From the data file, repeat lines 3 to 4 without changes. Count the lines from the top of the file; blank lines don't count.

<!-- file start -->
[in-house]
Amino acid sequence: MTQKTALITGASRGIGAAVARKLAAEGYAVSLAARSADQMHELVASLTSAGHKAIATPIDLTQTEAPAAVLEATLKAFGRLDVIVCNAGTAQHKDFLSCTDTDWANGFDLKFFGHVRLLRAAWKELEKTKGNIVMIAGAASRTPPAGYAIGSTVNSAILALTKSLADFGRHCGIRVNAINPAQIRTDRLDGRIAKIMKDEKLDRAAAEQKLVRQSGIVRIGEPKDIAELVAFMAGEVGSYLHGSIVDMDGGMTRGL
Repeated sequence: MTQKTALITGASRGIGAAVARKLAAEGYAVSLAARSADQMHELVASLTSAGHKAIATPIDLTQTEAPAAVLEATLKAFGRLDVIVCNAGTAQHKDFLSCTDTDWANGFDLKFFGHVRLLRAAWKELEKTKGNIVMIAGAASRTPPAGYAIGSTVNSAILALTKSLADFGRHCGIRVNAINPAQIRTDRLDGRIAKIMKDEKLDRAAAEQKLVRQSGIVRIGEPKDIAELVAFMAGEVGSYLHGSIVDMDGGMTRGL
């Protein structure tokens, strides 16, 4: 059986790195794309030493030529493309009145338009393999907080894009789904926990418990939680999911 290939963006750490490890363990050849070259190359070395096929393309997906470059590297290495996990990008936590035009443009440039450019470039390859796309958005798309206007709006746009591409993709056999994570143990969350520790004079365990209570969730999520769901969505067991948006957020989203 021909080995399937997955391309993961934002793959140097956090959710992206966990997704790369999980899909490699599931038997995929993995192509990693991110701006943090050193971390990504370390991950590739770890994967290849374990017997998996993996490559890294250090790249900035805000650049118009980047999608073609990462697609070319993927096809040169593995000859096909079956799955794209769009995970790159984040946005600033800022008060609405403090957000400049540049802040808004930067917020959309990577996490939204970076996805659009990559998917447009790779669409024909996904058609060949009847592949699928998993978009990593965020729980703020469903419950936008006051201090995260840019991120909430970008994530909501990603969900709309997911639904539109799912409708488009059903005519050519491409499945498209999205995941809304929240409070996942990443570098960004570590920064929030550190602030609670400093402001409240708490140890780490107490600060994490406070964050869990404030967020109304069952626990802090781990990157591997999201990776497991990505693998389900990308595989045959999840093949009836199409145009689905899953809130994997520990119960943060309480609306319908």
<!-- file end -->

Repeated sequence: MTQKTALITGASRGIGAAVARKLAAEGYAVSLAARSADQMHELVASLTSAGHKAIATPIDLTQTEAPAAVLEATLKAFGRLDVIVCNAGTAQHKDFLSCTDTDWANGFDLKFFGHVRLLRAAWKELEKTKGNIVMIAGAASRTPPAGYAIGSTVNSAILALTKSLADFGRHCGIRVNAINPAQIRTDRLDGRIAKIMKDEKLDRAAAEQKLVRQSGIVRIGEPKDIAELVAFMAGEVGSYLHGSIVDMDGGMTRGL
């Protein structure tokens, strides 16, 4: 059986790195794309030493030529493309009145338009393999907080894009789904926990418990939680999911 290939963006750490490890363990050849070259190359070395096929393309997906470059590297290495996990990008936590035009443009440039450019470039390859796309958005798309206007709006746009591409993709056999994570143990969350520790004079365990209570969730999520769901969505067991948006957020989203 021909080995399937997955391309993961934002793959140097956090959710992206966990997704790369999980899909490699599931038997995929993995192509990693991110701006943090050193971390990504370390991950590739770890994967290849374990017997998996993996490559890294250090790249900035805000650049118009980047999608073609990462697609070319993927096809040169593995000859096909079956799955794209769009995970790159984040946005600033800022008060609405403090957000400049540049802040808004930067917020959309990577996490939204970076996805659009990559998917447009790779669409024909996904058609060949009847592949699928998993978009990593965020729980703020469903419950936008006051201090995260840019991120909430970008994530909501990603969900709309997911639904539109799912409708488009059903005519050519491409499945498209999205995941809304929240409070996942990443570098960004570590920064929030550190602030609670400093402001409240708490140890780490107490600060994490406070964050869990404030967020109304069952626990802090781990990157591997999201990776497991990505693998389900990308595989045959999840093949009836199409145009689905899953809130994997520990119960943060309480609306319908």